Over the past decade, an alternative digital paradigm has slowly been taking shape at the edges of the internet.
This new paradigm is the blockchain. After incubating through millions of Bitcoin transactions and a host of developer projects, it is now on the tips of tongues of CEOs and CTOs, startup entrepreneurs, and even governance activists.
Though these stakeholders are beginning to understand the disruptive potential of blockchain technology and are experimenting with its most promising applications, few have asked a more fundamental question: What will a world driven by blockchains look like a decade from now?
“Blockchain solves the problem of manipulation. When I speak about it in the West, people say they trust Google, Facebook, or their banks. But the rest of the world doesn’t trust organizations and corporations that much — I mean Africa, India, the Eastern Europe, or Russia. It’s not about the places where people are really rich. Blockchain’s opportunities are the highest in the countries that haven’t reached that level yet.”
In 2008, Satoshi Nakamoto conceptualized the first distributed blockchain. By 2009, Nakamoto materialized the technologies core components within Bitcoin, serving as the public ledger for all transactions.
A blockchain database is managed autonomously through the use of a peer-to-peer network and a distributed timestamping server. This innovation has influenced the design for other applications.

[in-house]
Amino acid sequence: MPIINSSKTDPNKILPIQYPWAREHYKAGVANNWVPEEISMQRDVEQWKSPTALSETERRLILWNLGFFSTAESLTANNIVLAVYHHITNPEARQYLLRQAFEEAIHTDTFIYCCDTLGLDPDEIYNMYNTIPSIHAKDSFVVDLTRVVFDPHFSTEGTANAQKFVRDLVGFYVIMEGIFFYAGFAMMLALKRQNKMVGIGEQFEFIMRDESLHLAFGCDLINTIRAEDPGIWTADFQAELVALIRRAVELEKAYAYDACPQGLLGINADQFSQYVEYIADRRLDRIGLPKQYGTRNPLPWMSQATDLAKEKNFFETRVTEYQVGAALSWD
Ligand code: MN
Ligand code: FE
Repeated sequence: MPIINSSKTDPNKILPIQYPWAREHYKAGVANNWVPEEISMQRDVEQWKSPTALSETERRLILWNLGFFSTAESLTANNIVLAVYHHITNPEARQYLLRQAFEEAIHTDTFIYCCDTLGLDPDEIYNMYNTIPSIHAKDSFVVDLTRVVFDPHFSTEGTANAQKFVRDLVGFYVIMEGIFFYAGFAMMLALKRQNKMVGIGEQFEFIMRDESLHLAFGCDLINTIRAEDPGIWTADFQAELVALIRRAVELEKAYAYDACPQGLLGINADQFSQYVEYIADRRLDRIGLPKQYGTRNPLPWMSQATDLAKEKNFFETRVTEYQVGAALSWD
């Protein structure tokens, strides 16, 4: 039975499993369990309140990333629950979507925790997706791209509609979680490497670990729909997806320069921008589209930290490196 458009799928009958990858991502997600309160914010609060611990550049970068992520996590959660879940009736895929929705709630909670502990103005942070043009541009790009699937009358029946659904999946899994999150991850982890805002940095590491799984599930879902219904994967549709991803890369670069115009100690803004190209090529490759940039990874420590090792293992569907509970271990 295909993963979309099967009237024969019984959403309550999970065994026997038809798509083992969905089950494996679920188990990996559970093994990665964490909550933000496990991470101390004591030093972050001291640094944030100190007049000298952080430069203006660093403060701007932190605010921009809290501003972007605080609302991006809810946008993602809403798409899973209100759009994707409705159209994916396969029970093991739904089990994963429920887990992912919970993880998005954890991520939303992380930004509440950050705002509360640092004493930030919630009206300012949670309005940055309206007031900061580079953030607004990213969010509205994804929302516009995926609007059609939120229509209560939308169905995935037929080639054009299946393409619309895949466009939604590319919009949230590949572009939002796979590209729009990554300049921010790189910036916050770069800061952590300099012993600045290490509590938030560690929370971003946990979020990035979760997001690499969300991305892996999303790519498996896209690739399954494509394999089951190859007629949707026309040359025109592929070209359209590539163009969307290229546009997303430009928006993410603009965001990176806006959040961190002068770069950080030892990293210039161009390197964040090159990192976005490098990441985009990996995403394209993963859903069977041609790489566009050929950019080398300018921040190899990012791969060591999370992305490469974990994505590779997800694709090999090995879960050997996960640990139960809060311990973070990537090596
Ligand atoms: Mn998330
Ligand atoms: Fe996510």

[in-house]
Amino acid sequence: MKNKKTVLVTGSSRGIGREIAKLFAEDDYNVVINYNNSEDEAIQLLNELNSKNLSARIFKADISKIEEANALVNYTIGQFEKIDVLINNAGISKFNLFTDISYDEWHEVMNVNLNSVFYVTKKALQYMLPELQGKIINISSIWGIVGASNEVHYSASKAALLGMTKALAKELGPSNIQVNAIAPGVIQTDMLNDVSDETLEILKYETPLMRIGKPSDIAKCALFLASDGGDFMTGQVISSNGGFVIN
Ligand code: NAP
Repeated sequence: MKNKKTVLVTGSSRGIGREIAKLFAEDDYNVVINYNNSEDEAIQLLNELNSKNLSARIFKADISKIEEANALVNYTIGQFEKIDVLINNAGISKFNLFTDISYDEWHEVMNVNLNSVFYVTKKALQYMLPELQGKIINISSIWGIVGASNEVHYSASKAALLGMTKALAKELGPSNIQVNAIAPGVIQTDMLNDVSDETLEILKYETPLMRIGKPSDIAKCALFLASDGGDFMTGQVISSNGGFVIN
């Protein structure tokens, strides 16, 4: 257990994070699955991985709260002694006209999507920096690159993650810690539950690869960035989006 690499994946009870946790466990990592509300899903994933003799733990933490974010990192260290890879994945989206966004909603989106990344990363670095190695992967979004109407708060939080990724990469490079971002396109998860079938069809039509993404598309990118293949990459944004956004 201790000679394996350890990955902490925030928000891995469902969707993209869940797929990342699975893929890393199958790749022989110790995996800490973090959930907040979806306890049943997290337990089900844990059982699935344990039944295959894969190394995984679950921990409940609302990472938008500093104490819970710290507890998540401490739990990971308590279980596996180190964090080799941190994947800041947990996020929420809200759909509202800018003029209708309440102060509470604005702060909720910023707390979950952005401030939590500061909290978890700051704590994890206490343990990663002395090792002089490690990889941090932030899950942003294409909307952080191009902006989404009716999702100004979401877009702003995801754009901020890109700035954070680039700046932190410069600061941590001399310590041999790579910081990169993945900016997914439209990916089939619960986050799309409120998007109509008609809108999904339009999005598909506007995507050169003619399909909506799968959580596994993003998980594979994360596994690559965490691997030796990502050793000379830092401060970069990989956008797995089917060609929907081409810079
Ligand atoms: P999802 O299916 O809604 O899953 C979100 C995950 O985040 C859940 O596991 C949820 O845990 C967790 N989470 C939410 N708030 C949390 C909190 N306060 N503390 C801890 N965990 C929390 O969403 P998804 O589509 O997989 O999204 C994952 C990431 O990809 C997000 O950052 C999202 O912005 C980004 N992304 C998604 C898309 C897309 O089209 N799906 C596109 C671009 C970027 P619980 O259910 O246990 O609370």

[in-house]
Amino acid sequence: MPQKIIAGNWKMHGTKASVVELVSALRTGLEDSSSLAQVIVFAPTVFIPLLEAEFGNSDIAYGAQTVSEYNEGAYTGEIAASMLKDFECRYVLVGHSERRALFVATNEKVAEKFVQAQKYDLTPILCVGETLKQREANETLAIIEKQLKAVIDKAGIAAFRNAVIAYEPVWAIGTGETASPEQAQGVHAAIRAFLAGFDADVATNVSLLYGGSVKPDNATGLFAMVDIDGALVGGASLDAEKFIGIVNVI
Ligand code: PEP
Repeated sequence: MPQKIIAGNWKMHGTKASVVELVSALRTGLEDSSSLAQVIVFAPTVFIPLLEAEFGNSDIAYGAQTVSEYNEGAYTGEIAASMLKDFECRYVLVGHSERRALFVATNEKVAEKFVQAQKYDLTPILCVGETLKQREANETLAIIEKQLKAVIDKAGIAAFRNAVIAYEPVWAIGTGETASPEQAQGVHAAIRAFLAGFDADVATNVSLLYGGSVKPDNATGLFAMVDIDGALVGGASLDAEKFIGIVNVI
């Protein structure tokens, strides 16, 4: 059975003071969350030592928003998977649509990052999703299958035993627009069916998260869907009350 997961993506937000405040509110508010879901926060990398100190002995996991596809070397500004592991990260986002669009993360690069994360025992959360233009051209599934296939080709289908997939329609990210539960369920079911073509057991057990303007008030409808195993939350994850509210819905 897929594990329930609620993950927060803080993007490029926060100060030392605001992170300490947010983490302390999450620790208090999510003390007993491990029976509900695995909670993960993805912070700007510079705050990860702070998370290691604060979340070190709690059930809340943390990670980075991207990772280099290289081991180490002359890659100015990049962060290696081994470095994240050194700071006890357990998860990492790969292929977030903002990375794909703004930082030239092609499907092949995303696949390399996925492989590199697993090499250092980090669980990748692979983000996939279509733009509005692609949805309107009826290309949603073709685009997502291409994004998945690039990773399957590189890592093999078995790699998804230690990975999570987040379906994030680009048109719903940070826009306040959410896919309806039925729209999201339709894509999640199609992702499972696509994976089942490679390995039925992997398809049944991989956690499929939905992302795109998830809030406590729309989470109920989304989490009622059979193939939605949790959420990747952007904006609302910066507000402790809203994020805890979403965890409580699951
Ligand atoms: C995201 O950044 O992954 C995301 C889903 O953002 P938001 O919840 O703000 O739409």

In 2014, the term “Blockchain 2.0” came to refer to new applications using the distributed blockchain database. One implementation of this second-generation programmable blockchain was that it included a programming language that allows users to write more sophisticated smart contracts, thus creating invoices that pay themselves when a shipment arrives or share certificates which automatically send their owners dividends if profits reach a certain level.
In 2016, the central securities depository of the Russian Federation (NSD) announced a pilot project based on the Nxt Blockchain 2.0 platform that would explore the use of blockchain-based automated voting systems.
Various regulatory bodies in the music industry have started testing models that use blockchain technology for royalty collection and management of copyrights around the world.
In 2017, the Harvard Business Review suggested that blockchain is a foundational technology and thus “has the potential to create new foundations for our economic and social systems.” It further observed that while foundational innovations can have enormous impact, “It will take decades for blockchain to seep into our economic and social infrastructure.”
A blockchain facilitates secure online transactions. A blockchain is a decentralized and distributed digital ledger that records transactions across many computers.
These records cannot be altered retroactively without the alteration of all subsequent blocks and the collusion of the network. This allows the participants to verify and audit transactions inexpensively.
The use of a blockchain removes the characteristic of infinite reproducibility from a digital asset. It confirms that each unit of value was transferred only once, solving the long-standing problem of double spending.
Blockchain-based exchange of value can be completed more quickly, more safely and more cheaply than with traditional systems.
A blockchain database consists of two kinds of records: transactions and blocks.
Blocks hold batches of valid transactions that are hashed and encoded into a Merkle tree. Each block includes the hash of the prior block in the blockchain, linking the two.
The linked blocks form a chain. This repetitive process confirms the integrity of the previous block, all the way back to the original genesis block.
Some blockchains create a new block as frequently as every five seconds. As blockchains age they are said to grow in height.
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